I finally decided to go with parallel semi-elliptical springs all around, so I made up some spring hangers on the chassis, and started scratching a straight front tube-axle.
Also decided to go with a B&M Hydro-Stick, after making certain it would be period-correct.
Tube-axle coming along.
All the scratchbuilt springs (they will all get more leaves) and brackets / hangers in place on the chassis for fitup.
Made up a pushbar.
Gluing the body to the chassis with removable glue, to use it as a jig to get the centers of the axles in exactly the right place.
The song came out in late 1963, so add that to your period-correct interpretation. Obviously, nothing after that date could really make sense. Far as the "four on the floor" goes, a very likely gearbox would have been the post-1957 4-speed Borg-Warner T10. Introduced as the Corvette box, junkyard availability would have been decent, and it easily bolts to a flathead with the right adapter. To get the kind of performance the song brags about, the car would pretty well have to be built light (no fenders) and probably supercharged. An un-blown streetable flathead probably isn't going to make over 200HP...which can still be fast in a 1500-pound car. Wheels? I'd go Halibrand kidney-beans.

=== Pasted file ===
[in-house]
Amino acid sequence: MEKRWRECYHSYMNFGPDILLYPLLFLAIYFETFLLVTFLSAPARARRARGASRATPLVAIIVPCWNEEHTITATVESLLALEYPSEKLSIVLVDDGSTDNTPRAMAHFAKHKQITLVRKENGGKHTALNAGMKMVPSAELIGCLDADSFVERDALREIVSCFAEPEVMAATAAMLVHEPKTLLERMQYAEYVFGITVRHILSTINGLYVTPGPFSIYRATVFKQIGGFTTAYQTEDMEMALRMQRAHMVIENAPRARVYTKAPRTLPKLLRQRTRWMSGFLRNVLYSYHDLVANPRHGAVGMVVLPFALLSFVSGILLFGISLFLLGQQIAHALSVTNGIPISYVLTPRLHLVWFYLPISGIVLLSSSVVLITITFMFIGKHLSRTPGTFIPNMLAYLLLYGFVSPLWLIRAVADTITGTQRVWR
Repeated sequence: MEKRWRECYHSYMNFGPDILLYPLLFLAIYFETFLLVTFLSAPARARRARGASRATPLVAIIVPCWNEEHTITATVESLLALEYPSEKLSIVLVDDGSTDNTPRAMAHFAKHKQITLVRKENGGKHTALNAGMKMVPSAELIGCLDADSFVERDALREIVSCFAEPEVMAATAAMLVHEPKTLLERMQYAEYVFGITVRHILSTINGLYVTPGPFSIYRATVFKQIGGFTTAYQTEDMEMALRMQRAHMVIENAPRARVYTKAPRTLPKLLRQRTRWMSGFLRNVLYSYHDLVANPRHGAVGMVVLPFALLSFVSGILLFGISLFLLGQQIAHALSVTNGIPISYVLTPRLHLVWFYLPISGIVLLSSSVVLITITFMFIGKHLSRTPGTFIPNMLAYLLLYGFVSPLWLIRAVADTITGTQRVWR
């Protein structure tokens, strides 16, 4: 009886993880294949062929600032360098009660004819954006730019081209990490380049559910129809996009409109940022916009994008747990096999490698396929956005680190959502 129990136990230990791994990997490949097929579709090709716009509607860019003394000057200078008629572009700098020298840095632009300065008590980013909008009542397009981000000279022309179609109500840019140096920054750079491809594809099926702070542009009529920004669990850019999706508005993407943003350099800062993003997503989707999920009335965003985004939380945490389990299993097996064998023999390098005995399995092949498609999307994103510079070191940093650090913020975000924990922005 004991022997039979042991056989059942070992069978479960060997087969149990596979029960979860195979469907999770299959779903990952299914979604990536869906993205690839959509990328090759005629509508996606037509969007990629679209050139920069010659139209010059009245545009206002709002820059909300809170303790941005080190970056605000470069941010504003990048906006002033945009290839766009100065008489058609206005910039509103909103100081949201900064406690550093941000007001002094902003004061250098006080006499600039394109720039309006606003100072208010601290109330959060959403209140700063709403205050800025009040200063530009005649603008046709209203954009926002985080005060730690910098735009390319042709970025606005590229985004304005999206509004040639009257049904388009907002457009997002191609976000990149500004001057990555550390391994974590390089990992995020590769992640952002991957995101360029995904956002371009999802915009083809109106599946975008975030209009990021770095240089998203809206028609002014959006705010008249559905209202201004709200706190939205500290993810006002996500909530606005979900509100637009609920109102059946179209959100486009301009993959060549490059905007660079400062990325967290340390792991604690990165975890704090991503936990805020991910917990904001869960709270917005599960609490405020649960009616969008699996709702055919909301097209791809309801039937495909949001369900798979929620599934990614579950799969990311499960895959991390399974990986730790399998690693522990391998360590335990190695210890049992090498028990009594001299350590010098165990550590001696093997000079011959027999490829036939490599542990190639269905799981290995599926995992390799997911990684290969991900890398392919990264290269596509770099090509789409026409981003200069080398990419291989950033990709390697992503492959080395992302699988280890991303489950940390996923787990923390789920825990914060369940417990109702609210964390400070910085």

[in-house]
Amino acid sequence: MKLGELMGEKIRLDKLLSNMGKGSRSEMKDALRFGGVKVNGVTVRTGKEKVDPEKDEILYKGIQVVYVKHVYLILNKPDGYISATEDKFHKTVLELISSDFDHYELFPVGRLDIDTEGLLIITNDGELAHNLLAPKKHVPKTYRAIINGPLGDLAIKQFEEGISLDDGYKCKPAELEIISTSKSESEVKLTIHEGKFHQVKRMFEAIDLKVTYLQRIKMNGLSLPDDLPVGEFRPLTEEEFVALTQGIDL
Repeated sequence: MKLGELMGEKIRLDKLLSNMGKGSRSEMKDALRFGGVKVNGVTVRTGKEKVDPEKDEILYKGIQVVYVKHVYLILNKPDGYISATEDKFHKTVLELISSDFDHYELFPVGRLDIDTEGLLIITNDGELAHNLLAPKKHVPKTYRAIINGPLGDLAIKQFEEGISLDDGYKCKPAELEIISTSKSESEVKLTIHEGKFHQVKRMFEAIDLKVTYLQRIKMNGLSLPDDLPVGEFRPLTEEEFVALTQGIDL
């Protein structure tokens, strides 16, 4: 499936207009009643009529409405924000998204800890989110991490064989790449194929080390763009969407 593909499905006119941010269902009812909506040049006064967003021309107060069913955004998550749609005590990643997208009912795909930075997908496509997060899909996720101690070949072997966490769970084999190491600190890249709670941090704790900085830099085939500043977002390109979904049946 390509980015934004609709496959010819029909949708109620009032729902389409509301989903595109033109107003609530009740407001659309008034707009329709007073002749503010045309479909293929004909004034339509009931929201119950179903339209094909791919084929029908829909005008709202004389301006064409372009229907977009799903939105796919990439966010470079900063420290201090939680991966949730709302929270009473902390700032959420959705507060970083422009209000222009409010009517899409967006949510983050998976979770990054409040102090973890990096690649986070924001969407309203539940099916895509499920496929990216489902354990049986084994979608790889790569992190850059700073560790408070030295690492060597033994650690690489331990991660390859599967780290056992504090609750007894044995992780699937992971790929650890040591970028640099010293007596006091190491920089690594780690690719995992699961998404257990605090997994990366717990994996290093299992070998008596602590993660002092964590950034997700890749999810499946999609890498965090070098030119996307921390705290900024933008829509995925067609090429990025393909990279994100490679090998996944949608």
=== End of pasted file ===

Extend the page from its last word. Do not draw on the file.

Geez...another one of those "looks" that screams "I know absolutely nothing about vehicle dynamics or engineering in general (and think I can completely disregard what the engineers who designed the dammed things recommend as safe and functional fitments) so I'll do this dorky setup just because other totally ignorant people do it". This is stupid. It has nothing to do with MY personal taste. It's just stupid. NOTE TO MATT: I'm NOT calling YOU stupid. If you want to build a model of this setup, that's fine. You won't be driving it. It's just anyone who does this in the real world is an idiot.